After several years of intermittent contact and mutual appreciation, she and Neurosis finally found time to work together in 2003. The music Jarboe has written with the band is as emotionally challenging as it is physically demanding, drawing its subject matter from the deepest kind of personal experience. "His Last Words" deals with the mental unraveling and death of Jarboe's father.

"My father was this incredible scholar and he died of a brain tumor," she said. "He died of cancer in the brain, so his memory went and all that ... so that song has kind of been in me for a long time, lyrically, and again, it seemed that it was calling out for those words.

Another song, "Receive," was written about her mother, who passed away last November, and includes a Hail Mary, her mother's favorite prayer.

Jarboe first emerged on the musical scene in the mid-1980s, joining Michael Gira in Swans and becoming, for 14 years, his partner in personal life as well. In 1991, she released her first solo album, Thirteen Masks, an eclectic mix of wildly different musical styles that set the tone for later releases. "There would be something really intimate, like the first track, 'Listen,' which has all these chimes and breathy vocals, slammed right against Jim Thirlwell's kind of hip-hop-meets-heavy-metal remix of a song called 'Red,'" Jarboe said. "People were really freaked out by it."

She followed in 1993 with Beautiful People Ltd., a lo-fi collaboration with Larry Southern, and in 1998 with her milestone Anhedoniac, which brutally chronicled the fallout from her split with Gira. "Anhedonia is a term for the inability to experience pleasure — you're sort of an anti-hedonist — and I really became one over both of those years," she said, remembering that she lost nearly 12 pounds and the will to do nearly anything. A chance conversation with visual artist Alice Nesbit led her to seek an outlet in work, resulting in what many people believe is still her finest album.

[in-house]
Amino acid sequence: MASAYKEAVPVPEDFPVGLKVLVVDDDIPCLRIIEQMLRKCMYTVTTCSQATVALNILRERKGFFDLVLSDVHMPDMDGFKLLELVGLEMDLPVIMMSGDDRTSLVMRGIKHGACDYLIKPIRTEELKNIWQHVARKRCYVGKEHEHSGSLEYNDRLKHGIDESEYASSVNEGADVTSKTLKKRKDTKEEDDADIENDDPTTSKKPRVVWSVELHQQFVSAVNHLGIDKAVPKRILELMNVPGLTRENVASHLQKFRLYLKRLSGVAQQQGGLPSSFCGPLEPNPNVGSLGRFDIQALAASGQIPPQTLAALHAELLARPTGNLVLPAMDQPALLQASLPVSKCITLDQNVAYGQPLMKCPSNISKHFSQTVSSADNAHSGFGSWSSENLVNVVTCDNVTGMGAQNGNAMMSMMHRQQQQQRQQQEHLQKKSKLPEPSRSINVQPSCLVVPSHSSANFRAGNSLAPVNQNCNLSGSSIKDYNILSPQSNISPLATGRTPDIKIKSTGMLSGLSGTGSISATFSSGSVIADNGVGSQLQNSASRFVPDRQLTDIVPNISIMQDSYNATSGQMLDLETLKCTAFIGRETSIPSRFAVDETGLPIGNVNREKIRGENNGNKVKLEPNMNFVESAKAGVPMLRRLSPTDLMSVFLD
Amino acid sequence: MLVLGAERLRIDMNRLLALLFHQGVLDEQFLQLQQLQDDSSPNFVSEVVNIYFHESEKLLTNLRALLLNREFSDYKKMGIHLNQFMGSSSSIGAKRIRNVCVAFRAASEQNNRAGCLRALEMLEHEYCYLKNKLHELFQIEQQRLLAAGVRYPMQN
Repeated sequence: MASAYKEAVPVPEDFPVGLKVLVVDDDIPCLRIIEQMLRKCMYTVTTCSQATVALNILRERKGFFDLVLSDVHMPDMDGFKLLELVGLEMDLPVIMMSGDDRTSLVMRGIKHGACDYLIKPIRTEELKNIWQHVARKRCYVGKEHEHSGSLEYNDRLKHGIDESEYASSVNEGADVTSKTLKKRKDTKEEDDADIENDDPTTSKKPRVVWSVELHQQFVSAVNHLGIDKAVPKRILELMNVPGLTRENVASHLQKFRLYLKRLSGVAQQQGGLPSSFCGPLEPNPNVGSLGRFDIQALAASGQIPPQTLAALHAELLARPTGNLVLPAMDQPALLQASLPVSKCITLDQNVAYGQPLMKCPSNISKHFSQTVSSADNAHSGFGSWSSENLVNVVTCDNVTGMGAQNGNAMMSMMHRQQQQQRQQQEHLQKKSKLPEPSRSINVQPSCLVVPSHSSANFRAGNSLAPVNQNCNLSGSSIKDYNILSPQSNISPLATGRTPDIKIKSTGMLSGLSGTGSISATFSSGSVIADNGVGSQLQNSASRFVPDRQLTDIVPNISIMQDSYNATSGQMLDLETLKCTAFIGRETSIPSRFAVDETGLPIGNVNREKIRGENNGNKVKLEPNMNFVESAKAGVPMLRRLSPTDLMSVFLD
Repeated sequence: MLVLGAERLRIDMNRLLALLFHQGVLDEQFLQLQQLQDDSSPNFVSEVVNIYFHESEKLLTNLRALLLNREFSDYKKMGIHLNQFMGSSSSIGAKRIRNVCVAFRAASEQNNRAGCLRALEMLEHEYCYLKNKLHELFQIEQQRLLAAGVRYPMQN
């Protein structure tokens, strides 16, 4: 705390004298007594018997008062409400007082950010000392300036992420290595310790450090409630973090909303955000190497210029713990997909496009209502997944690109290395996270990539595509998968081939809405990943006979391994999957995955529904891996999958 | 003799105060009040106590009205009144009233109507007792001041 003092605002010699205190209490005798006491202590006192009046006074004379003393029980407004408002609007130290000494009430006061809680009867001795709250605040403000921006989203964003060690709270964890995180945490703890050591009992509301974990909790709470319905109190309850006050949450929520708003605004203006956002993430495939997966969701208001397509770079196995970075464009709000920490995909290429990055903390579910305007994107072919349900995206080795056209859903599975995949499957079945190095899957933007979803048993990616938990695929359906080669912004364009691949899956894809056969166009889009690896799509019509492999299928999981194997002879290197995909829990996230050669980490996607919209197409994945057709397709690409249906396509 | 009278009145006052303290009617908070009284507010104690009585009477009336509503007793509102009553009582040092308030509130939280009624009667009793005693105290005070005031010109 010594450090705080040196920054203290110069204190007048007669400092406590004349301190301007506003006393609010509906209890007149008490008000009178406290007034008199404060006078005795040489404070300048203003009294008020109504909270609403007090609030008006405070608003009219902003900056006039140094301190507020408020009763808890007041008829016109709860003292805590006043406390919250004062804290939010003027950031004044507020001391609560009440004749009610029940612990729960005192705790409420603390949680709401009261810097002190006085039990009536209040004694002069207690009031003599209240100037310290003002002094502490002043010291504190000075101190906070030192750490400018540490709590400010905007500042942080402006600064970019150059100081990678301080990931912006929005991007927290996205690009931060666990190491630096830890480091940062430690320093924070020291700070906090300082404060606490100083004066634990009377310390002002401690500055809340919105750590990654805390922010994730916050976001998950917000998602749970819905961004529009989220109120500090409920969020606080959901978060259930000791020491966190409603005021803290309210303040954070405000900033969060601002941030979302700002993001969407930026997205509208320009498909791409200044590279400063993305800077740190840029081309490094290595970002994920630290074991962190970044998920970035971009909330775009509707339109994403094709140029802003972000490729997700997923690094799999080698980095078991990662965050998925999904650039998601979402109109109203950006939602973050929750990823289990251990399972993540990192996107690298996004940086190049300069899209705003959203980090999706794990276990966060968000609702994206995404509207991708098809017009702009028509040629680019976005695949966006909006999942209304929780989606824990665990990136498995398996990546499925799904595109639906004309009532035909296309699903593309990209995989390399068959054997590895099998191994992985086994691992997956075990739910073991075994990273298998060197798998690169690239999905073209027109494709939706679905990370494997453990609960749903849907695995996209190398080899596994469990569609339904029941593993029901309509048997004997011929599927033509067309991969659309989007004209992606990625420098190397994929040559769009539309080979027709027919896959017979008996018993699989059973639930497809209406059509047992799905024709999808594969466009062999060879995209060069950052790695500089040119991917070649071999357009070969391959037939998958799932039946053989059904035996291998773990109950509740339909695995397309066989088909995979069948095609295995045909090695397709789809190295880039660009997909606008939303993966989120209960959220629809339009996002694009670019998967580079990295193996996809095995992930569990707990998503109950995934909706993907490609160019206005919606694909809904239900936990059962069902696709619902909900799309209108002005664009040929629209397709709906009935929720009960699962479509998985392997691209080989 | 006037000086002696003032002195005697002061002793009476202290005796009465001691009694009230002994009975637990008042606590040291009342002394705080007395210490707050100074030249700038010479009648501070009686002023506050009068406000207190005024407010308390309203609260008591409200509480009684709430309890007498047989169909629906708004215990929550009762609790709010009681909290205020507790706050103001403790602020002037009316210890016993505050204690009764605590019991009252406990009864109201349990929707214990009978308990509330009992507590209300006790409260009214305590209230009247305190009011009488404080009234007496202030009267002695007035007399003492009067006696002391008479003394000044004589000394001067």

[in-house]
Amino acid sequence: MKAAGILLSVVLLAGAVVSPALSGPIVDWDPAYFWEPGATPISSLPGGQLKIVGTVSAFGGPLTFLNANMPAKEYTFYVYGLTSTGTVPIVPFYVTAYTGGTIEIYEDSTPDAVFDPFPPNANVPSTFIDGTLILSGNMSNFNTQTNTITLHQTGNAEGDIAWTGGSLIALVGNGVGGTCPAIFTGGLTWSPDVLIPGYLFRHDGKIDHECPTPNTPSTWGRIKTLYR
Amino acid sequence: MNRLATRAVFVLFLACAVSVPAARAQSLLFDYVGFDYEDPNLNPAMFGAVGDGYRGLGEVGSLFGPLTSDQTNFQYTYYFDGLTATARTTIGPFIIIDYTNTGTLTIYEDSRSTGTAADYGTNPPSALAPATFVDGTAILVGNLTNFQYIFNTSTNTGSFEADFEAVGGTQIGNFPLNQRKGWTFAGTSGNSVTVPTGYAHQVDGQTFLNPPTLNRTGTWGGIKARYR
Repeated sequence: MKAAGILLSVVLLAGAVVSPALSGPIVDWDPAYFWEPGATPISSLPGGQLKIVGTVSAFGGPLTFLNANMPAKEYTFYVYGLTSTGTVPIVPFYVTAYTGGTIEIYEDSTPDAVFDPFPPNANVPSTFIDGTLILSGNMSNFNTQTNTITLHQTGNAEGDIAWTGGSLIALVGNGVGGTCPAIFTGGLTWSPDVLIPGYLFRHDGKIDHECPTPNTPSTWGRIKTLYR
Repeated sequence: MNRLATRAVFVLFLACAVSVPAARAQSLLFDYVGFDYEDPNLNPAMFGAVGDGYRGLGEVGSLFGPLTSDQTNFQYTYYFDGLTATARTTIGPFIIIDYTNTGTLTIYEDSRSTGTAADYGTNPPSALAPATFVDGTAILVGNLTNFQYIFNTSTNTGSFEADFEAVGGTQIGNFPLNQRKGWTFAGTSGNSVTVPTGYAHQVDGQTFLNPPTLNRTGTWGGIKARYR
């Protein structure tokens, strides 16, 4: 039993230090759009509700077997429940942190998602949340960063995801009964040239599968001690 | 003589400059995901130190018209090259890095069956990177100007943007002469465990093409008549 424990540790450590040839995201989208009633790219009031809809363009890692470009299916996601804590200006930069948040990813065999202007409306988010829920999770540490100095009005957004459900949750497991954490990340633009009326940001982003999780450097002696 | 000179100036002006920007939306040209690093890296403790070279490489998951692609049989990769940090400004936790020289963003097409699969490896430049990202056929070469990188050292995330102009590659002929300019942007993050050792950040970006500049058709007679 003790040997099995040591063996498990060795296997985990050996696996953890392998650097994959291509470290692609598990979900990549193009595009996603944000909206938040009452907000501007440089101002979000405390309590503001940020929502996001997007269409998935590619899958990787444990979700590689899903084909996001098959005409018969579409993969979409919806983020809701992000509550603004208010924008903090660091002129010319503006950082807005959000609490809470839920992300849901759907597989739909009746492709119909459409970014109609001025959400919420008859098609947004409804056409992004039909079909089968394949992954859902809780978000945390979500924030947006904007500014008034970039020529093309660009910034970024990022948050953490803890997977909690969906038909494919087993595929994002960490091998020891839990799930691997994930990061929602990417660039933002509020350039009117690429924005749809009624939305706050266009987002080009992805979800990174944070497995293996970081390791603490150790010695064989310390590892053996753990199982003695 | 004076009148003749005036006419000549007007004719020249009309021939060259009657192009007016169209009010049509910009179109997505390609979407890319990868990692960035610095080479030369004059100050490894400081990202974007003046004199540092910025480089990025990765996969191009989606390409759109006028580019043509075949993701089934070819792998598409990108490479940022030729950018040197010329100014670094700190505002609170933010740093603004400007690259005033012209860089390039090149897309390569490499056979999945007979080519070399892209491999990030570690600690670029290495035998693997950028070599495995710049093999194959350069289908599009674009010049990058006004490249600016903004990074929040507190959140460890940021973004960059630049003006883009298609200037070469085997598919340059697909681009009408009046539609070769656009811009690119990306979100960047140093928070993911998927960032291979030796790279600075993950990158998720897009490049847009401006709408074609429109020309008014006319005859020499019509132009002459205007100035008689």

Jarboe says she still can't listen to Anhedoniac without crying, and indeed, its power comes from the unfiltered emotions it conveys. "I tried to record it to make an honest statement, and I think it had its effect on some other people. But certainly it's not for the squeamish or the mild-mannered. It's for people that have really been in this psychological state."

Her first three solo albums are being reissued by Atavistic. Thirteen Masks is already available, Beautiful People Ltd. will be re-released on October 19, with Mystery of Faith out next year. Jarboe is putting the final touches on Men, an album of collaborations with such artists as Iva Davies (of Icehouse and composer of the film score for Master and Commander), Blixa Bargeld (Einstürzende Neubauten, Nick Cave and the Bad Seeds), Alan Sparhawk (Low) and Chris Connelly (Ministry, Revolting Cocks), among others. She has another solo album in the works and will be performing at New York's P.S. 122 this fall, and with Genesis P-Orridge at a transgender festival in Phoenix, Arizona in October. — Jennifer Kelly [Monday, September 13, 2004]